Once upon a time, there was a young chancellor of the exchequer named Gideon. (He called himself George but his real name was Gideon.) When Gideon prepared his first budget, he decided that he should call it progressive. Nobody was clear about why this should be, as the budget's centrepiece was a hike in VAT, which was unquestionably regressive - in that it obviously had a more adverse effect on the finances of the poor than on those of the rich.
Then a big bad thinktank called the IFS came along and crunched the numbers. Gideon and his coalition pals hated the IFS 'cos it was good at sums (whereas politicians were notoriously innumerate). And the IFS in its fussy, pedantic way concluded that the budget was far from progressive. Not that Gideon cared much; he had only said it was progressive in order to attract a cheap headline and to confound his parliamentary opposition (as labour politicians were also not very good at sums).
Because Gideon was on holiday (in a secret location), it fell to Little Nicky to leap into the breach and, wielding the sword of truth, to defend the honour of the coalition. Alas, Little Nicky botched it up good and proper by suggesting that the IFS had failed to take into account the coalition's proposals to get the unemployed off benefits and into work. This was all a bit fanciful as nobody believed that the coalition's proposals would work. Even if they managed to reduce the numbers on benefits, there was unlikely to be any work for the unemployed to go to. But Little Nicky burbled on and on, thus giving the IFS even more publicity than if he had kept his mouth shut.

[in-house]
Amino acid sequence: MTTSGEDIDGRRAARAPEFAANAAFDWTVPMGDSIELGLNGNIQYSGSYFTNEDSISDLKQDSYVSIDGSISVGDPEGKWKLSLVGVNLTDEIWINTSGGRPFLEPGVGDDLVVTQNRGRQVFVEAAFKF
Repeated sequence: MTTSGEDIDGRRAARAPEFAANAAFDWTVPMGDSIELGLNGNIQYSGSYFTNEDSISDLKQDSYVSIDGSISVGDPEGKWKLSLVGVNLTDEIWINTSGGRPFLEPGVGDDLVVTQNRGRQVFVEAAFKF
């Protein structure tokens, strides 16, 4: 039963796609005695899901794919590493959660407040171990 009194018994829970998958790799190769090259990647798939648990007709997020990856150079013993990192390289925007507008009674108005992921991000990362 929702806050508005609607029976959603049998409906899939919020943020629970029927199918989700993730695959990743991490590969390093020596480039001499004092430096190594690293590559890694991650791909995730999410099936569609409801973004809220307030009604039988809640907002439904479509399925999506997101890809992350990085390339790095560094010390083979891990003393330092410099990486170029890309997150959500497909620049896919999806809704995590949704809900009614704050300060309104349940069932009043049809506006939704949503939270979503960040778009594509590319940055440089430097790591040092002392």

And so the IFS emerged from the imbroglio with its reputation enhanced, while Little Nicky once again looked like a prat.
And that's the story so far. Tune in to the next episode when Gideon tries to explain why he failed to carry out the equalities assessment of the budget as required by statute.